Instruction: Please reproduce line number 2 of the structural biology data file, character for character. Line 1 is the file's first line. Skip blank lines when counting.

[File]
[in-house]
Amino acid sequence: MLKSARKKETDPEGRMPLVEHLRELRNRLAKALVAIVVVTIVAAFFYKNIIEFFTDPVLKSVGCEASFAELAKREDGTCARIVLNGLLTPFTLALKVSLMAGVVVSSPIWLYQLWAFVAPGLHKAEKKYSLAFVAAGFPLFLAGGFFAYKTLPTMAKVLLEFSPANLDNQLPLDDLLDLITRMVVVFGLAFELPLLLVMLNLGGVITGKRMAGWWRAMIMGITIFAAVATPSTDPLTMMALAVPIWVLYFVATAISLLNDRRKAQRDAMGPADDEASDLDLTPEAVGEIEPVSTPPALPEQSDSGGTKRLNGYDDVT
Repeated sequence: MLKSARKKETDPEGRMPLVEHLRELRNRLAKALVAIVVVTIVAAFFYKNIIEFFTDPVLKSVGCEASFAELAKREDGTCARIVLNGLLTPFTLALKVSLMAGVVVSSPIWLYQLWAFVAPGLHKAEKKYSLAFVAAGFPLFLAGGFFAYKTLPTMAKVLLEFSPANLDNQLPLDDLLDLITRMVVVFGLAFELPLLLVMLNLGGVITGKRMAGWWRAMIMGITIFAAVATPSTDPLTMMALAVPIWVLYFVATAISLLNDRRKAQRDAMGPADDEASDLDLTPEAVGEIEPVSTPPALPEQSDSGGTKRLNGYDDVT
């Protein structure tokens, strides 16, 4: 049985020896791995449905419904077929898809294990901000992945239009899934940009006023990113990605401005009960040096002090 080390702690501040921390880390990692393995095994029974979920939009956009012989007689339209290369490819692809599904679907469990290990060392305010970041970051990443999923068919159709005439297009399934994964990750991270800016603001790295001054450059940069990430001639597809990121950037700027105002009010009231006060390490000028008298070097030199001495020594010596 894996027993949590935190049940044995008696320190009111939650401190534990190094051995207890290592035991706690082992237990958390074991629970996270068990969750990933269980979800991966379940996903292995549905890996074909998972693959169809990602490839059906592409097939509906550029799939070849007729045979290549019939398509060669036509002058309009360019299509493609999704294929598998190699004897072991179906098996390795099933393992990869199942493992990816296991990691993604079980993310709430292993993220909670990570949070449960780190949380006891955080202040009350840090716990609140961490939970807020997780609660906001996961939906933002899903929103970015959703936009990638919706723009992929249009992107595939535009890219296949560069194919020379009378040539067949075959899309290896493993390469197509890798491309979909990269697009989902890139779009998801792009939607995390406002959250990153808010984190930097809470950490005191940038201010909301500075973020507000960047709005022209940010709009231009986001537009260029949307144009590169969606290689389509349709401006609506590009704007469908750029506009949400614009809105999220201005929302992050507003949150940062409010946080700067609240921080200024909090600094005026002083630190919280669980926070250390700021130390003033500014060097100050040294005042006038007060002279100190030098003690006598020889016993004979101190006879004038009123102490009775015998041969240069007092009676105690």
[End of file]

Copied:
Amino acid sequence: MLKSARKKETDPEGRMPLVEHLRELRNRLAKALVAIVVVTIVAAFFYKNIIEFFTDPVLKSVGCEASFAELAKREDGTCARIVLNGLLTPFTLALKVSLMAGVVVSSPIWLYQLWAFVAPGLHKAEKKYSLAFVAAGFPLFLAGGFFAYKTLPTMAKVLLEFSPANLDNQLPLDDLLDLITRMVVVFGLAFELPLLLVMLNLGGVITGKRMAGWWRAMIMGITIFAAVATPSTDPLTMMALAVPIWVLYFVATAISLLNDRRKAQRDAMGPADDEASDLDLTPEAVGEIEPVSTPPALPEQSDSGGTKRLNGYDDVT